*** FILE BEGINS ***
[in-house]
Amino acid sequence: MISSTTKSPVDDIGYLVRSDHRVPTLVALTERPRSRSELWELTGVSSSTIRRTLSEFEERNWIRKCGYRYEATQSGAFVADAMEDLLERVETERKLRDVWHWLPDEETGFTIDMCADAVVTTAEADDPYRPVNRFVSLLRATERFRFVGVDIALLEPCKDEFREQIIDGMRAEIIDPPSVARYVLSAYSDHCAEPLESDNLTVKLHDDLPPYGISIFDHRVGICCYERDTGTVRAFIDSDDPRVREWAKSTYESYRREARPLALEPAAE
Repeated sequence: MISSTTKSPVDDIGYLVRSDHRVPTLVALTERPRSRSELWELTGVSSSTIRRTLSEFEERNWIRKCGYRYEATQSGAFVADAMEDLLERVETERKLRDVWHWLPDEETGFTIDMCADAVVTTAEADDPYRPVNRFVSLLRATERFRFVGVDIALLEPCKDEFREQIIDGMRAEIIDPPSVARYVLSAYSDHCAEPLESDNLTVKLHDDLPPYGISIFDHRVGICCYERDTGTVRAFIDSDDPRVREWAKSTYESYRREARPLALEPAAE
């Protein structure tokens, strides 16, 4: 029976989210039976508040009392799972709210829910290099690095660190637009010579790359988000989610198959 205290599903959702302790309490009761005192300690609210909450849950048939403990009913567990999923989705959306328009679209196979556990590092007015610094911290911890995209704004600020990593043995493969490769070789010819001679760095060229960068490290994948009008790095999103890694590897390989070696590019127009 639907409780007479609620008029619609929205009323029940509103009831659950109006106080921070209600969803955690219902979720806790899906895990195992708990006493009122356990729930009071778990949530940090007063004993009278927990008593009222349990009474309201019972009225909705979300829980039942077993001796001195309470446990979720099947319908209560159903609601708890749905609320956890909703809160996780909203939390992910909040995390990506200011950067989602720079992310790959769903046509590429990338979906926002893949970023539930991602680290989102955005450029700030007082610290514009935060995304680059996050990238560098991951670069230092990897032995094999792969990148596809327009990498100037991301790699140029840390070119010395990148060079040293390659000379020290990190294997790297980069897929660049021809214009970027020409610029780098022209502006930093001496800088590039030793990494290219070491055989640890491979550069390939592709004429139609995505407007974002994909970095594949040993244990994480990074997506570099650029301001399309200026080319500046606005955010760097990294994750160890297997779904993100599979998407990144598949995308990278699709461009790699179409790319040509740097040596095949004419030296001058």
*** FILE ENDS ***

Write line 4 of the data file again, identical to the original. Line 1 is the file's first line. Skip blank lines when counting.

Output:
């Protein structure tokens, strides 16, 4: 029976989210039976508040009392799972709210829910290099690095660190637009010579790359988000989610198959 205290599903959702302790309490009761005192300690609210909450849950048939403990009913567990999923989705959306328009679209196979556990590092007015610094911290911890995209704004600020990593043995493969490769070789010819001679760095060229960068490290994948009008790095999103890694590897390989070696590019127009 639907409780007479609620008029619609929205009323029940509103009831659950109006106080921070209600969803955690219902979720806790899906895990195992708990006493009122356990729930009071778990949530940090007063004993009278927990008593009222349990009474309201019972009225909705979300829980039942077993001796001195309470446990979720099947319908209560159903609601708890749905609320956890909703809160996780909203939390992910909040995390990506200011950067989602720079992310790959769903046509590429990338979906926002893949970023539930991602680290989102955005450029700030007082610290514009935060995304680059996050990238560098991951670069230092990897032995094999792969990148596809327009990498100037991301790699140029840390070119010395990148060079040293390659000379020290990190294997790297980069897929660049021809214009970027020409610029780098022209502006930093001496800088590039030793990494290219070491055989640890491979550069390939592709004429139609995505407007974002994909970095594949040993244990994480990074997506570099650029301001399309200026080319500046606005955010760097990294994750160890297997779904993100599979998407990144598949995308990278699709461009790699179409790319040509740097040596095949004419030296001058």